Service Excellence on the Phone: Confusion Should Not Reign
The “five W, one H” approach of who, what, where, when, why and how is a good checklist to think about when fielding calls, particularly when talking with new or unfamiliar callers. However, a simpler and perhaps more effective model is to use the telephone topic target questions of “what I must know”, “what I should know”, and “what I would like to know” about a caller and his or her needs? This model suggests that our first priority is to establish the core caller need, the “must know,” first, as there may not be time to go beyond this. Then we can move on to the secondary, or lesser needs, before finally looking for tertiary or “nice to know” factors that will only emerge if the caller is willing to share these and time exists.
The key way to collect information about any caller is to ask good questions so that you can get the right information and ensure maximum clarity quickly on the call. Effective questioning is a powerful skill and one which conveys to the caller that as a receiver you are interested in determining his or her needs. There are two broad types of questions: Open-Ended and Closed-Ended.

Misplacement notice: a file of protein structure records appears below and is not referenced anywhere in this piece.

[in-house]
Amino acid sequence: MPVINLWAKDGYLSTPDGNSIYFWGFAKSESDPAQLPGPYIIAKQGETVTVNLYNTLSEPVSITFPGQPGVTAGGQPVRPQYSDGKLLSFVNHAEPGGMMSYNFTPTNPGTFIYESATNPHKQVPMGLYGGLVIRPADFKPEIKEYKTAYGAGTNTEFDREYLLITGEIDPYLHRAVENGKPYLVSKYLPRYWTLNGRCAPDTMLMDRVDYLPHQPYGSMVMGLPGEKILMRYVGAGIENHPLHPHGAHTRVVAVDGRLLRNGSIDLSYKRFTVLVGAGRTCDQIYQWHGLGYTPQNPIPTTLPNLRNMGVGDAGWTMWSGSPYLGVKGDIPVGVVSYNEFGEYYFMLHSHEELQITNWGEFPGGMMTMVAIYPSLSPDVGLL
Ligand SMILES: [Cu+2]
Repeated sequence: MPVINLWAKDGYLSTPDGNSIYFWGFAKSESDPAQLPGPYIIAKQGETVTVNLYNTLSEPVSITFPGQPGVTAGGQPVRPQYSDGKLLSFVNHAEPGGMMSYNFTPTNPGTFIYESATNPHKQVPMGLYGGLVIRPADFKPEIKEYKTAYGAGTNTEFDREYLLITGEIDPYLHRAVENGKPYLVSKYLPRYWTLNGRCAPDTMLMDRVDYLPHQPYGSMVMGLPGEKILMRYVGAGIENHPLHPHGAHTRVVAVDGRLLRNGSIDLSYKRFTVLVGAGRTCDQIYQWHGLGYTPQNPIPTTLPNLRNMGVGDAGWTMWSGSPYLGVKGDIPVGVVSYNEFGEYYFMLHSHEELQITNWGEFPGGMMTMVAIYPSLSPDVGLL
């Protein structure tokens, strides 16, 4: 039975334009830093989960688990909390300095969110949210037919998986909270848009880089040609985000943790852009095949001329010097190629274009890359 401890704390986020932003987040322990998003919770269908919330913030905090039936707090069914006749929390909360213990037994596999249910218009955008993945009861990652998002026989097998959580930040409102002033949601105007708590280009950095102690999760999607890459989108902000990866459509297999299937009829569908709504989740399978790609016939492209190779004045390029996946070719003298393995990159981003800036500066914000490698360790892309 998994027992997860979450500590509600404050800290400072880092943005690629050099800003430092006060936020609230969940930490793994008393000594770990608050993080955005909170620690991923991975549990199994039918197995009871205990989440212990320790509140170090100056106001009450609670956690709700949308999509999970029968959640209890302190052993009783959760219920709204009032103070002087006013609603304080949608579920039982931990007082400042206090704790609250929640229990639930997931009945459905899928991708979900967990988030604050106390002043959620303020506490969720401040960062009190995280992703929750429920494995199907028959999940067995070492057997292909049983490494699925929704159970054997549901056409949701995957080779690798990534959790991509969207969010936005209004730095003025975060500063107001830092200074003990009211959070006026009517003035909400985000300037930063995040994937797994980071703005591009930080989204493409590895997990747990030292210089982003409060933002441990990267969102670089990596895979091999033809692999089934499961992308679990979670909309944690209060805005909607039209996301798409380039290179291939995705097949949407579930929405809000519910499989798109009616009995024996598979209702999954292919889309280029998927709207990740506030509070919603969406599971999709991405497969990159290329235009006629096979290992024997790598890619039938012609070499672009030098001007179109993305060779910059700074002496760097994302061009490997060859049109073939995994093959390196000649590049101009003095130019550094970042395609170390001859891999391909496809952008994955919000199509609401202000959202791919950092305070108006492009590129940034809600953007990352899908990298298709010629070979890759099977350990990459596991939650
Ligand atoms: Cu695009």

- Open-ended questions encourage or draw-out more information from the caller and often provide opportunities to gain greater insight into a caller’s deeper needs. We should therefore use open-ended questions which start with who, what, where, why, when, and how.
- Closed-ended questions are often answered with a yes or no, or with a simple statement of fact. Closed-ended questions also typically get specific information or confirm facts.
There are several other types of questioning techniques that can be used. These are:
- Probing Questions: Sometimes you ask an open-ended question to get a caller to open up but only get part of what you need. A probing question is typically an open-ended question, but follow-up on what has just been said in order to get more detail.
- Echo Questions: An echo question takes the last part of a caller’s sentence and repeats it back to the caller as a question. This is often also called mirroring or reflecting and helps to show that you are listening but are interested in getting more information, if possible.
- Leading Questions: Leading questions can be manipulative because you’re leading the caller to give the answer you want but if they are used properly, it may help get quickly to a possible answer or solution. Leading questions often start with statements such as, “Don’t you think?”, “Do you feel that?”, “Haven’t you said?” etc.
In summary, the more we practice using a variety of questioning techniques, the better we will be able to get quickly to the heart of the caller’s needs.
The featured video clip is drawn from the ReadyToManage, Rapid Skill Builder Service Excellence on the Telephone Video Vignette Set.